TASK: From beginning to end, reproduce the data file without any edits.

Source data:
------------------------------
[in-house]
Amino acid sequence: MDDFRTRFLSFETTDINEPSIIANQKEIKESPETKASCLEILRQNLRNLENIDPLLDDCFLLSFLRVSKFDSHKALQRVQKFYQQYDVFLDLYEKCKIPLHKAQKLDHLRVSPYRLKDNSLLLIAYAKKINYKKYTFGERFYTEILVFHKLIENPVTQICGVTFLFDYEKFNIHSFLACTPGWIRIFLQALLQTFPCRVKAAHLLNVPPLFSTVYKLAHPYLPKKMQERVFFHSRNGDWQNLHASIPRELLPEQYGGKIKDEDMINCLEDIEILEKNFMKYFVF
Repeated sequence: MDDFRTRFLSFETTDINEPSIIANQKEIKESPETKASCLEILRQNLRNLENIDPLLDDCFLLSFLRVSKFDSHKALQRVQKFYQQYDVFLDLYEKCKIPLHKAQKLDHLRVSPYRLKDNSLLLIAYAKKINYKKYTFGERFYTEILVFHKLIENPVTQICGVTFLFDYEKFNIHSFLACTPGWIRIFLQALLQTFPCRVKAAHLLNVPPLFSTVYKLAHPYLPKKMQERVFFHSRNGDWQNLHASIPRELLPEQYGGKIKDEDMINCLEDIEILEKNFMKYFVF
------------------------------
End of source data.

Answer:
[in-house]
Amino acid sequence: MDDFRTRFLSFETTDINEPSIIANQKEIKESPETKASCLEILRQNLRNLENIDPLLDDCFLLSFLRVSKFDSHKALQRVQKFYQQYDVFLDLYEKCKIPLHKAQKLDHLRVSPYRLKDNSLLLIAYAKKINYKKYTFGERFYTEILVFHKLIENPVTQICGVTFLFDYEKFNIHSFLACTPGWIRIFLQALLQTFPCRVKAAHLLNVPPLFSTVYKLAHPYLPKKMQERVFFHSRNGDWQNLHASIPRELLPEQYGGKIKDEDMINCLEDIEILEKNFMKYFVF
Repeated sequence: MDDFRTRFLSFETTDINEPSIIANQKEIKESPETKASCLEILRQNLRNLENIDPLLDDCFLLSFLRVSKFDSHKALQRVQKFYQQYDVFLDLYEKCKIPLHKAQKLDHLRVSPYRLKDNSLLLIAYAKKINYKKYTFGERFYTEILVFHKLIENPVTQICGVTFLFDYEKFNIHSFLACTPGWIRIFLQALLQTFPCRVKAAHLLNVPPLFSTVYKLAHPYLPKKMQERVFFHSRNGDWQNLHASIPRELLPEQYGGKIKDEDMINCLEDIEILEKNFMKYFVF